For families with school-going children, school meals can make a real and important contribution to ensuring that children receive better nutrition. Such services can also contribute to improved school attendance and quality of learning. Expenditure on the schools meals programme for 2006 was €13.6 million and benefited some 125,000 pupils in some 1,400 schools. I have provided €16.6m for the school meals scheme in 2007 and my Department is actively promoting the scheme to schools that are not already participating.

A report entitled "Food Poverty and Policy" published in 2004 by the Combat Poverty Agency, Crosscare and the Society of St Vincent de Paul defined food poverty as "the inability to access a nutritionally adequate diet and the related impacts on health, culture and social participation". The Healthy Food for All Initiative awareness campaign followed on from the Food Poverty and Policy report. My Department is currently involved with that initiative in plans to draw up a best practice code for school meals.

Healthy eating is affected by dietary and nutritional awareness, household attitudes and access to good quality grocery shopping, as well as to the adequacy of social welfare income supports. In recent years, budgetary increases in social welfare payment rates have consistently exceeded increases in the cost of living. This key policy is the primary focus of Budget allocations to my Department each year, and it has helped ensure that those depending on social welfare experience real improvement in their ability to meet their basic needs, including provision of adequate food, heating, etc.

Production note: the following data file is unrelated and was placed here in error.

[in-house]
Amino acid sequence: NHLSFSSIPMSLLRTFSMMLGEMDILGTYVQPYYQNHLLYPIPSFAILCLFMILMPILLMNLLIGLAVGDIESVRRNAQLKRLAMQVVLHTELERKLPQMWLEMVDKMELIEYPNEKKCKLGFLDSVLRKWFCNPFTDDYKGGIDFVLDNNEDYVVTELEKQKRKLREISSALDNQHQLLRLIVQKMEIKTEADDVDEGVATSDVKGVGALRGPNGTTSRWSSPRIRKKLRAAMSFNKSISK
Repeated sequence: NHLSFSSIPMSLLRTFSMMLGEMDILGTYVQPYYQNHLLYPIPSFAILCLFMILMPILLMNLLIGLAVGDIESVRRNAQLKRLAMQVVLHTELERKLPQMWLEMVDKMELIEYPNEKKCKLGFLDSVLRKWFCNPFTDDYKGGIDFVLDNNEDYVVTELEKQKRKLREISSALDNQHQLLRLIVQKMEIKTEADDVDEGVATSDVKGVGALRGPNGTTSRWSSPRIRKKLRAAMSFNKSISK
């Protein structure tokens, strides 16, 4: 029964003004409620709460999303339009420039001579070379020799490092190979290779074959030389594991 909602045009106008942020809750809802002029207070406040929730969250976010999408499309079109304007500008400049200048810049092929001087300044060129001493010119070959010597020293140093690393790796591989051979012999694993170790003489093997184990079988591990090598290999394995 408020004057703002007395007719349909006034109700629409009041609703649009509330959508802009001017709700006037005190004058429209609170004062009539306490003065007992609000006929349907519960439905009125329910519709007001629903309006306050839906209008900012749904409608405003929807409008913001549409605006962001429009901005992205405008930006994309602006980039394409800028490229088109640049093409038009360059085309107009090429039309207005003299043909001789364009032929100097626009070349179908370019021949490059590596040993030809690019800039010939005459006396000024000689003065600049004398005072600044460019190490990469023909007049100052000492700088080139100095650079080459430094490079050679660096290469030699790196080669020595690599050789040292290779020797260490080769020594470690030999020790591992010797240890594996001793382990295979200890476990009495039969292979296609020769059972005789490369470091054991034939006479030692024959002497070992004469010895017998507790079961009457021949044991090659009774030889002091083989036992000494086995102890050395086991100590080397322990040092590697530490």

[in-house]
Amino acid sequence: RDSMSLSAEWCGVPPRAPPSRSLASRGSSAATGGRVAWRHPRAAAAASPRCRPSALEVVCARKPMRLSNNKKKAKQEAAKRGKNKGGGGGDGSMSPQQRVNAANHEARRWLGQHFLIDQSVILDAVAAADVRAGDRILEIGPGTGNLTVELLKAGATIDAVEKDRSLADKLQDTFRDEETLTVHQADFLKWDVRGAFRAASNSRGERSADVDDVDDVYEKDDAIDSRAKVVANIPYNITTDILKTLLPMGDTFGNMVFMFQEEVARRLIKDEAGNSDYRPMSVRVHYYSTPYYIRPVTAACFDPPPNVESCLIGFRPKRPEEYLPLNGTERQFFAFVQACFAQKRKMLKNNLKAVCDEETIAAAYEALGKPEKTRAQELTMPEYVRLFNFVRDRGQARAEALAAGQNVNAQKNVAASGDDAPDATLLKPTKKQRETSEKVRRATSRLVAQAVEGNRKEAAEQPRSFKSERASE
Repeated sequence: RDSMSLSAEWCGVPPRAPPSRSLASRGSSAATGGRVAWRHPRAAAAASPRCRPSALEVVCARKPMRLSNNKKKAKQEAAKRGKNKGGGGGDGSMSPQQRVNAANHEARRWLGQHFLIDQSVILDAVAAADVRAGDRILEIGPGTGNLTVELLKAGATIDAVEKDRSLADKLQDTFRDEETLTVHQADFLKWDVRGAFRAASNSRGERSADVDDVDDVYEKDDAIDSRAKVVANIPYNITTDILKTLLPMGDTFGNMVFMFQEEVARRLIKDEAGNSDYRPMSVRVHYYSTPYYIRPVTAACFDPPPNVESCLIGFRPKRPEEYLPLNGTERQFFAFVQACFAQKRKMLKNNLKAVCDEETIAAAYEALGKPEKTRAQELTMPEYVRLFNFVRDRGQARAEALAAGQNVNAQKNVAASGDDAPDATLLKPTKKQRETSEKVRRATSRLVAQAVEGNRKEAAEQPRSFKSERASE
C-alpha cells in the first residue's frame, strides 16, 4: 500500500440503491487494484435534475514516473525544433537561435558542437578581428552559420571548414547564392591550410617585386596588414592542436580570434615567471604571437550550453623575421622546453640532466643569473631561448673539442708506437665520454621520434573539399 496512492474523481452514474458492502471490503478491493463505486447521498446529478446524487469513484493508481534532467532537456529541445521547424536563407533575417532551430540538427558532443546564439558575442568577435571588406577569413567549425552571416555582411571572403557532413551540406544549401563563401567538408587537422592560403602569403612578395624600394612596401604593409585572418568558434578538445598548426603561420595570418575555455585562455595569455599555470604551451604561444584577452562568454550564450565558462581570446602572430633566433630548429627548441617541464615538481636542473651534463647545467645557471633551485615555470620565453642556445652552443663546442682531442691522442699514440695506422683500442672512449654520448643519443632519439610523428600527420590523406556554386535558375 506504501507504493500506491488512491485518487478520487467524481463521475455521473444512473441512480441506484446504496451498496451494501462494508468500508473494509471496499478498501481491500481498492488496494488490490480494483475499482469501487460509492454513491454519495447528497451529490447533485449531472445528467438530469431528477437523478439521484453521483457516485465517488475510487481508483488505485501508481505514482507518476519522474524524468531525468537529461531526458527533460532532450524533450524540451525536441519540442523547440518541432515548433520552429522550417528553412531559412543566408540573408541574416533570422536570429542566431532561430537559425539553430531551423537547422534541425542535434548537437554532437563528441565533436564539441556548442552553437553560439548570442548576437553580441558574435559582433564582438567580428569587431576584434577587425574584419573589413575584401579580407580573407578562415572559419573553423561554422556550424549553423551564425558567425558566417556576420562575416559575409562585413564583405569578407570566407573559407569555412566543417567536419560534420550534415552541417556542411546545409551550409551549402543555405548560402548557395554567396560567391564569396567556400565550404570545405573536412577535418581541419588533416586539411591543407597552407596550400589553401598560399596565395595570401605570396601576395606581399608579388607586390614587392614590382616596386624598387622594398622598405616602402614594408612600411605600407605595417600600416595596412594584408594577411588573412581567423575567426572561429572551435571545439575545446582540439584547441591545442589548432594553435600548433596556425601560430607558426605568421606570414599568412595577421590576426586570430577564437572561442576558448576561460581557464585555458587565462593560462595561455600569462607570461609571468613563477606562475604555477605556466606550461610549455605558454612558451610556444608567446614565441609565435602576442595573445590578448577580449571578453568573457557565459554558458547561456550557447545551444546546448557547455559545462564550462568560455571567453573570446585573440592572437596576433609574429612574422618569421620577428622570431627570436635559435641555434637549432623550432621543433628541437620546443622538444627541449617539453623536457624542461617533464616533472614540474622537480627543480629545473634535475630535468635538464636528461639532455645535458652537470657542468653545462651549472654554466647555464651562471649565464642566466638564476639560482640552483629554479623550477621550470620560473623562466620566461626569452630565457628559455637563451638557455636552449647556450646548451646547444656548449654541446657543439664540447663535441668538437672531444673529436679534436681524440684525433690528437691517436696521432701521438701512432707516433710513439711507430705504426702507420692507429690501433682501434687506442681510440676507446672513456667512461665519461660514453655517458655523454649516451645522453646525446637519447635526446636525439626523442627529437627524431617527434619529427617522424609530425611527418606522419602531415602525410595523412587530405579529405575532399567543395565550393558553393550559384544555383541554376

In this regard, consumer price index information from the Central Statistics Office indicates that the cost of food and non-alcoholic beverages has increased by 0.8% over the past 12 months. From December 2001 to date, food and non-alcoholic beverages increased by just 4.1% in aggregate while increases in social welfare payment rates increased by between 61% and 77% in the same period. As overall total inflation amounted to less than 20% in that period there has been a very significant real increase in purchasing power for people on social welfare.

I am satisfied that the policy of providing substantial real increases in primary social insurance and assistance payment rates has been effective in ensuring that those who depend on social welfare income have sufficient income for healthy food.

Social Welfare Benefits.

Bernard J. Durkan

Question:

49 Mr. Durkan asked the Minister for Social and Family Affairs if he will modify, improve or ease the qualification limits for the back to education allowance; and if he will make a statement on the matter. [15278/07]

My Department provides a wide range of second chance education opportunities to facilitate people on certain social welfare payments to improve their skills and qualifications and, therefore, their prospects of returning to the active work force.

The back to education allowance (BTEA) is one of these second chance education opportunities schemes. It is paid at a standard weekly rate equivalent to the maximum rate of the relevant social welfare payment that qualifies the applicant for participation in the scheme. It essentially replaces their existing social welfare income and in addition an annual €400 cost of education allowance is payable.

To qualify for participation an applicant must, inter alia, be in receipt of a relevant social welfare payment and at least 21 years of age prior to commencing an approved course of study. Persons in receipt of disability related payments may access the scheme at 18 years of age.

Similarly, lone parents and persons in receipt of unemployment payments can qualify at 18 years of age provided they are out of formal education for at least 2 years.

The current scheme is in place since January 1998 and has been subject to review and modification over the years to ensure it continues to support those people who are most distant from the labour market and whose need is greatest.